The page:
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      Augmented Cognition. Neurocognition and Machine Learning 

      Rim-to-Rim Wearables at the Canyon for Health (R2R WATCH): Experimental Design and Methodology

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          Physiological workload reactions to increasing levels of task difficulty.

          The sensitivity of physiological measures to mental workload was investigated in a flight simulator. Twelve pilots had to fly through a tunnel with varying levels of difficulty. Additionally, they had to perform a memory task with four levels of difficulty. The easiest memory task was combined with the easiest tunnel task and the most difficult memory task with the most difficult tunnel task. Between the tunnel tasks, subjects had to fly a pursuit task in which a target jet had to be followed. Rest periods before and after the experiment were used as a baseline for the physiological measures. Mental workload was measured with heart period, continuous blood pressure, respiration and eye blinks. Several respiratory parameters, heart rate variability, blood pressure variability and the gain between systolic blood pressure and heart period (modulus) were scored. All measures showed differences between rest and flight, and between the pursuit and the tunnel task. Only heart period was sensitive to difficulty levels in the tunnel task. Heart rate variability increased when respiratory activity around 0.10 Hz increased, which occurred often. The modulus was hardly influenced by respiration and therefore appears to be a better measure than heart rate variability. Among the respiratory parameters, the duration of a respiratory cycle was the most sensitive to changes in workload. The time in between two successive eye blinks (blink interval) increased and the blink duration decreased as more visual information had to be processed. Increasing the difficulty of the memory task led to a decrement in blink interval, probably caused by subvocal activity during rehearsal of target letters. The data show that physiological measures are sensitive to mental effort, whereas rating scales are sensitive to both mental effort and task difficulty.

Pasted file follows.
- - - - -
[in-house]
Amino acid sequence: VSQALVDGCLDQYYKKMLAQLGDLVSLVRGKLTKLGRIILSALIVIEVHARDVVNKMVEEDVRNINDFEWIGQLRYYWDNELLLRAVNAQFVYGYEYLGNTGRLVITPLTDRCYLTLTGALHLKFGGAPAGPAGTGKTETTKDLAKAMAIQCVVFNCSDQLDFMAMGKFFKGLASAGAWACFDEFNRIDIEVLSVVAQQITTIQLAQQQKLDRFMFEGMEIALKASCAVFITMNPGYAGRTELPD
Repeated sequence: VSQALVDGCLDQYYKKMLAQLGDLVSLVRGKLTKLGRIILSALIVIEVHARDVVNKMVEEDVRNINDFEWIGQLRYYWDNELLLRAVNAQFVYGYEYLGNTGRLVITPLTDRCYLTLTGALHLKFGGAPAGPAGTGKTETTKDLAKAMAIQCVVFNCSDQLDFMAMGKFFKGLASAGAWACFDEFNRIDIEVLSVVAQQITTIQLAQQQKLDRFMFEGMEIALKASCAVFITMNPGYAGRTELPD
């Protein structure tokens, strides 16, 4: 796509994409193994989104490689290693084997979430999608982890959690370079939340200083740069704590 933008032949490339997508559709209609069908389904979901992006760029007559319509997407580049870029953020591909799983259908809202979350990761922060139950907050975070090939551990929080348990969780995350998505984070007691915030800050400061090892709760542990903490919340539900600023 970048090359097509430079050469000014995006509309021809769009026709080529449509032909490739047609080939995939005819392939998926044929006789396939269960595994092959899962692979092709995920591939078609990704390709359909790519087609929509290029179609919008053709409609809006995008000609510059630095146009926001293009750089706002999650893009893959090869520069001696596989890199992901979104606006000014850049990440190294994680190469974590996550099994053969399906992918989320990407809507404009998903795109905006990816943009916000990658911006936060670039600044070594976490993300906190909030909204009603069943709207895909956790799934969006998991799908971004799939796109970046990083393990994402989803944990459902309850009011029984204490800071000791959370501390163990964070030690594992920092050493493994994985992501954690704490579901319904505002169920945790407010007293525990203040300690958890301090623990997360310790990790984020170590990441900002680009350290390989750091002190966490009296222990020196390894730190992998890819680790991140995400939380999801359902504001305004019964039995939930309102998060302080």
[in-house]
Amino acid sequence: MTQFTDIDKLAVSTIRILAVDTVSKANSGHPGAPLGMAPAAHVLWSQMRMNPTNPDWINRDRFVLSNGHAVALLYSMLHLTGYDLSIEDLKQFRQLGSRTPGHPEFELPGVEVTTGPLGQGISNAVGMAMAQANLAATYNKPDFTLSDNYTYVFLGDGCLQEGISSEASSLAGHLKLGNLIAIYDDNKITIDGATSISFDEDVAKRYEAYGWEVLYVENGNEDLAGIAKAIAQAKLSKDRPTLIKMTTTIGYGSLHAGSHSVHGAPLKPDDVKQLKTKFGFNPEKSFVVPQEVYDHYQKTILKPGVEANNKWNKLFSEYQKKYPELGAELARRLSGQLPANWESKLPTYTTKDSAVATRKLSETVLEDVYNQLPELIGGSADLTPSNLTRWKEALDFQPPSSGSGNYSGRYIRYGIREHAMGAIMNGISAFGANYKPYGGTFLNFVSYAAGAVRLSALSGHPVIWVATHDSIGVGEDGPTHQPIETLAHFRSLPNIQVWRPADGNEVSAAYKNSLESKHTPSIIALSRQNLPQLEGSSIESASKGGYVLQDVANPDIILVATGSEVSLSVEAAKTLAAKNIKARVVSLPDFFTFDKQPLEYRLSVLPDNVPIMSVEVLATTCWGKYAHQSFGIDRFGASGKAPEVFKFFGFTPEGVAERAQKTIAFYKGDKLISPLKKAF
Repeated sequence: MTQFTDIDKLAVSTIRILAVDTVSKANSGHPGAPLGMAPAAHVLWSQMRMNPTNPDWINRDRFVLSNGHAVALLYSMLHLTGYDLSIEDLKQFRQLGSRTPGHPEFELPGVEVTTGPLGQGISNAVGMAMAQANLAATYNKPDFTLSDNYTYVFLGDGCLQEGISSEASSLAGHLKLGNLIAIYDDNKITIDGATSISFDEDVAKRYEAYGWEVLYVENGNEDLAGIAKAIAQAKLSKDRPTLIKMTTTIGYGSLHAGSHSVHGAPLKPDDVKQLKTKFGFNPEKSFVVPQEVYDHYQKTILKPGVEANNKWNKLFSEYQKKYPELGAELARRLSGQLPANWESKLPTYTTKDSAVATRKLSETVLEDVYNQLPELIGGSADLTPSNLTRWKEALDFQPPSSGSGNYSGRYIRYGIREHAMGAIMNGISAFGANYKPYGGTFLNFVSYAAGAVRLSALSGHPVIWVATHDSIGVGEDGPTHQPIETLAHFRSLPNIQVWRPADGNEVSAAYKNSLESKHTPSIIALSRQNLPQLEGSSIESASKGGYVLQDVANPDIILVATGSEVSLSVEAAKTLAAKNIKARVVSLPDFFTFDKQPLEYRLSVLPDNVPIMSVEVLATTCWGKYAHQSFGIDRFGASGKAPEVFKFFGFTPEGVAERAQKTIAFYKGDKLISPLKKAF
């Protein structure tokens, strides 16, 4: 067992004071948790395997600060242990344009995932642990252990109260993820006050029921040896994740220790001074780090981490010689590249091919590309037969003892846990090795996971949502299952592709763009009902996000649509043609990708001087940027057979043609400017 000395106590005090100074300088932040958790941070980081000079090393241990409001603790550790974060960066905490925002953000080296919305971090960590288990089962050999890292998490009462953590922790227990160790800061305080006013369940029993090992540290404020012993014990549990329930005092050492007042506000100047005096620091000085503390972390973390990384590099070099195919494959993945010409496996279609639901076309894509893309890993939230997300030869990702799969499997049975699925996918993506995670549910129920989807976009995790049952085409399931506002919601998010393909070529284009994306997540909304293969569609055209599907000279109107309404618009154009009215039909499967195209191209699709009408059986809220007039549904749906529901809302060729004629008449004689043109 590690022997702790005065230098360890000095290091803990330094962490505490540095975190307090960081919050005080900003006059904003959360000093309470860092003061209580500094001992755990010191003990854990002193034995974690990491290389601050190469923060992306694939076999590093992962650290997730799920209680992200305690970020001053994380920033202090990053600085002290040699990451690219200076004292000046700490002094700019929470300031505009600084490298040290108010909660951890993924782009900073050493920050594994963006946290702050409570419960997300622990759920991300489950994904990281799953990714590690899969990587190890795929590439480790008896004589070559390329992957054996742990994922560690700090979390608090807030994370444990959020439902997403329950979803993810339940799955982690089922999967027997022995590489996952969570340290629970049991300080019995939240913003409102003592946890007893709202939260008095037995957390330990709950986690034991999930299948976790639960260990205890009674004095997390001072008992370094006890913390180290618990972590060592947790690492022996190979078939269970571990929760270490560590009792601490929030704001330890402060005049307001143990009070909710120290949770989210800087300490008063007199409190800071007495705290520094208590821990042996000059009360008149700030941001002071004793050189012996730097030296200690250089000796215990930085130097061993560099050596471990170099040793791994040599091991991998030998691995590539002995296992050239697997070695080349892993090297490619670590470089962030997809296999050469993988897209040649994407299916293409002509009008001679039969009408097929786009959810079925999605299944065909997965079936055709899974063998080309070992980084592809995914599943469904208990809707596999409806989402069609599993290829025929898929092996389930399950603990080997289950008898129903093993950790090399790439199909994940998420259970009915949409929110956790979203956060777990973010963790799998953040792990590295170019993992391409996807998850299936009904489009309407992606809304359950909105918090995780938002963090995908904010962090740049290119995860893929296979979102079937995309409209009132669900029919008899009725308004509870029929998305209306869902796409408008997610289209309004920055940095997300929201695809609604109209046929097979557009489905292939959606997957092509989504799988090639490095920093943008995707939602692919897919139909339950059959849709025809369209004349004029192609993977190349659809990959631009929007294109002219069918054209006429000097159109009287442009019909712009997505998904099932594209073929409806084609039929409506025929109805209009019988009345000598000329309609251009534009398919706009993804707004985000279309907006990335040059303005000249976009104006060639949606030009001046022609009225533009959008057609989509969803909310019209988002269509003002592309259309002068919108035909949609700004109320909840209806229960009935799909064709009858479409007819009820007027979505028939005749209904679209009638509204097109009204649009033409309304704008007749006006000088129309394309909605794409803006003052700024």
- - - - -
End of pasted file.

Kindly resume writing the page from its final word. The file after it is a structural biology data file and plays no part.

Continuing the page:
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            Development and Validation of the Cognition Test Battery for Spaceflight.

            Sustained high-level cognitive performance is of paramount importance for the success of space missions, which involve environmental, physiological, and psychological stressors that may affect brain functions. Despite subjective symptom reports of cognitive fluctuations in spaceflight, the nature of neurobehavioral functioning in space has not been clarified.
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              Fever and sickness behavior: Friend or foe?

              Fever has been recognized as an important symptom of disease since ancient times. For many years, fever was treated as a putative life-threatening phenomenon. More recently, it has been recognized as an important part of the body's defense mechanisms; indeed at times it has even been used as a therapeutic agent. The knowledge of the functional role of the central nervous system in the genesis of fever has greatly improved over the last decade. It is clear that the febrile process, which develops in the sick individual, is just one of many brain-controlled sickness symptoms. Not only will the sick individual appear "feverish" but they may also display a range of behavioral changes, such as anorexia, fatigue, loss of interest in usual daily activities, social withdrawal, listlessness or malaise, hyperalgesia, sleep disturbances and cognitive dysfunction, collectively termed "sickness behavior". In this review we consider the issue of whether fever and sickness behaviors are friend or foe during: a critical illness, the common cold or influenza, in pregnancy and in the newborn. Deciding whether these sickness responses are beneficial or harmful will very much shape our approach to the use of antipyretics during illness.
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                Author and book information

                Book Chapter
                2017
                May 18 2017
                : 263-274
                10.1007/978-3-319-58628-1_21
                64e960dc-44fb-4faa-b640-63d78269edab
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